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TUESDAY, June 27, 2017 (HealthDay News) -- When people work the night shift, their bodies might have less capacity to repair everyday damage to cells' DNA, a small study hints.
The research found that people excreted lower levels of a chemical called 8-OH-dG when they worked at night. That might be a sign that the body's ability to repair DNA damage is diminished.
The new findings might point to one reason for those risks, said lead researcher Parveen Bhatti, of the Fred Hutchinson Cancer Research Center, in Seattle.
He explained that 8-OH-dG is excreted in the urine when the body repairs DNA damage that occurs during normal body processes.
"So we think lower clearance [of 8-OH-dG] likely reflects a reduced ability to repair DNA damage," Bhatti said.
"Over time, such DNA damage might contribute to cancer or other diseases," Bhatti added.
And, he said, the whole process might be due to insufficient levels of melatonin -- a hormone that helps regulate the body's internal "clock."
The brain churns out melatonin in response to darkness, and night-shift workers tend to have lower melatonin levels compared to people who work days.
However, a researcher who reviewed the study was cautious about interpreting it.
"The results are interesting," said Kathryn Reid, who studies sleep and circadian rhythms at Northwestern University Feinberg School of Medicine, in Chicago.
"But they didn't link shift work to actual DNA damage," Reid said. And it's not really clear, she added, how melatonin fits in.
"This doesn't show that it's cause-and-effect," Reid noted.
The findings, reported June 26 in the journal Occupational & Environmental Medicine, are based on 50 men and women who worked the night shift in health care jobs.
Overall, Bhatti's team found, the workers had lower levels of 8-OH-dG in their urine when they worked at night, versus nights where they were able to sleep.
Bhatti said the results bolster an earlier study in which his team followed 223 workers -- including the 50 in this one. There, the researchers found that workers' 8-OH-dG levels were lower during daytime sleep, versus nighttime sleep.
The researchers also saw evidence that lower melatonin levels correlated with lower 8-OH-dG. (The 50 workers in the latest study were those who'd shown the biggest drop in melatonin during night work versus night sleep.)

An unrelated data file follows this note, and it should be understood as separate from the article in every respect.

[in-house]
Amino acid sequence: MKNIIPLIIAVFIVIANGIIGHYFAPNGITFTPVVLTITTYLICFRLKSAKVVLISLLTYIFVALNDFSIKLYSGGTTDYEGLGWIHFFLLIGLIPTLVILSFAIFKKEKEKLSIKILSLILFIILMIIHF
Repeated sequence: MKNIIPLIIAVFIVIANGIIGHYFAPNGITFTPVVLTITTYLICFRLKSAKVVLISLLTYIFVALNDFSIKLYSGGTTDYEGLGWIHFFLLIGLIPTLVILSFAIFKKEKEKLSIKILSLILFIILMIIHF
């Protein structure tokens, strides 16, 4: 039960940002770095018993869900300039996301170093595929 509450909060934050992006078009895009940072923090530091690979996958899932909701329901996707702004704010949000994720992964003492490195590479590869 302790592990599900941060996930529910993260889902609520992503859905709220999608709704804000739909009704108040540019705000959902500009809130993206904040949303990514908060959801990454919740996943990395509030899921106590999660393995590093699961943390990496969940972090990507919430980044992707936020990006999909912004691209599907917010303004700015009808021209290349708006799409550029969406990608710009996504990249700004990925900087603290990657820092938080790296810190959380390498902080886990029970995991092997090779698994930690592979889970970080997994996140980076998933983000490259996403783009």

"We think melatonin might be driving this," Bhatti said.
He acknowledged, though, that his findings so far don't prove that.
"I'd like to do a trial where we give melatonin to shift workers with low melatonin levels, then see if it affects this biomarker," Bhatti said, referring to 8-OH-dG.
But until more research is done, he does not suggest shift workers use melatonin supplements in the hopes of preventing DNA damage.
"I'm cautious about melatonin supplements," Bhatti said. "They're not regulated by the Food and Drug Administration. You don't know how much melatonin you're getting, or what kinds of fillers are being used."
Plus, Reid added, melatonin can make people feel groggy, which is probably not a good idea for workers who need to be alert at night.
Unfortunately, he added, eating well and exercising can be challenging for shift workers.
"That's where I think employers can help," Bhatti said. "They can try to provide access to healthy food and more opportunities for employees to exercise."
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SOURCES: Parveen Bhatti, Ph.D., associate member, epidemiology, Fred Hutchinson Cancer Research Center, Seattle; Kathryn Reid, Ph.D., research associate professor, neurology, Northwestern University Feinberg School of Medicine, Chicago; June 26, 2017 Occupational & Environmental Medicine online